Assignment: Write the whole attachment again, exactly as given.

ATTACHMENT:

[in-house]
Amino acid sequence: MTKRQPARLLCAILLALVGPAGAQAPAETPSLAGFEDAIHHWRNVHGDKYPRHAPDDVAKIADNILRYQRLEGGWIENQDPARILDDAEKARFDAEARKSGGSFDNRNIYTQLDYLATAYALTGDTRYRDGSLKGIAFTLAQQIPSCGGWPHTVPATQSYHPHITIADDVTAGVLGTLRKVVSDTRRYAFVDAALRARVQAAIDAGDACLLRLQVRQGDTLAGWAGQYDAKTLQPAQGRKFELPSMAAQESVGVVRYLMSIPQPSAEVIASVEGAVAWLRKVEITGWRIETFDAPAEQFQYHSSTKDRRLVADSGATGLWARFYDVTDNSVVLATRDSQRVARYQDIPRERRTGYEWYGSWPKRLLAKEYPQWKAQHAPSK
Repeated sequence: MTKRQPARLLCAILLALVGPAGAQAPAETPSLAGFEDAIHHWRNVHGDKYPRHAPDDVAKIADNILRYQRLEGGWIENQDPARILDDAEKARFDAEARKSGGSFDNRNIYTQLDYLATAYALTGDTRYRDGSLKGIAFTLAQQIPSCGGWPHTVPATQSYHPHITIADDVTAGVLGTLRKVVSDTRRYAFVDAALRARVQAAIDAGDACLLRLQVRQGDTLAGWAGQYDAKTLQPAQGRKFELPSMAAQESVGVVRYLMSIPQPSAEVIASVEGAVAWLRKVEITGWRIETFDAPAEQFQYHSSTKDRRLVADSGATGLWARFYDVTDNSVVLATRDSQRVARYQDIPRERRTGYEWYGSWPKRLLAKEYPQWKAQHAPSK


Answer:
[in-house]
Amino acid sequence: MTKRQPARLLCAILLALVGPAGAQAPAETPSLAGFEDAIHHWRNVHGDKYPRHAPDDVAKIADNILRYQRLEGGWIENQDPARILDDAEKARFDAEARKSGGSFDNRNIYTQLDYLATAYALTGDTRYRDGSLKGIAFTLAQQIPSCGGWPHTVPATQSYHPHITIADDVTAGVLGTLRKVVSDTRRYAFVDAALRARVQAAIDAGDACLLRLQVRQGDTLAGWAGQYDAKTLQPAQGRKFELPSMAAQESVGVVRYLMSIPQPSAEVIASVEGAVAWLRKVEITGWRIETFDAPAEQFQYHSSTKDRRLVADSGATGLWARFYDVTDNSVVLATRDSQRVARYQDIPRERRTGYEWYGSWPKRLLAKEYPQWKAQHAPSK
Repeated sequence: MTKRQPARLLCAILLALVGPAGAQAPAETPSLAGFEDAIHHWRNVHGDKYPRHAPDDVAKIADNILRYQRLEGGWIENQDPARILDDAEKARFDAEARKSGGSFDNRNIYTQLDYLATAYALTGDTRYRDGSLKGIAFTLAQQIPSCGGWPHTVPATQSYHPHITIADDVTAGVLGTLRKVVSDTRRYAFVDAALRARVQAAIDAGDACLLRLQVRQGDTLAGWAGQYDAKTLQPAQGRKFELPSMAAQESVGVVRYLMSIPQPSAEVIASVEGAVAWLRKVEITGWRIETFDAPAEQFQYHSSTKDRRLVADSGATGLWARFYDVTDNSVVLATRDSQRVARYQDIPRERRTGYEWYGSWPKRLLAKEYPQWKAQHAPSK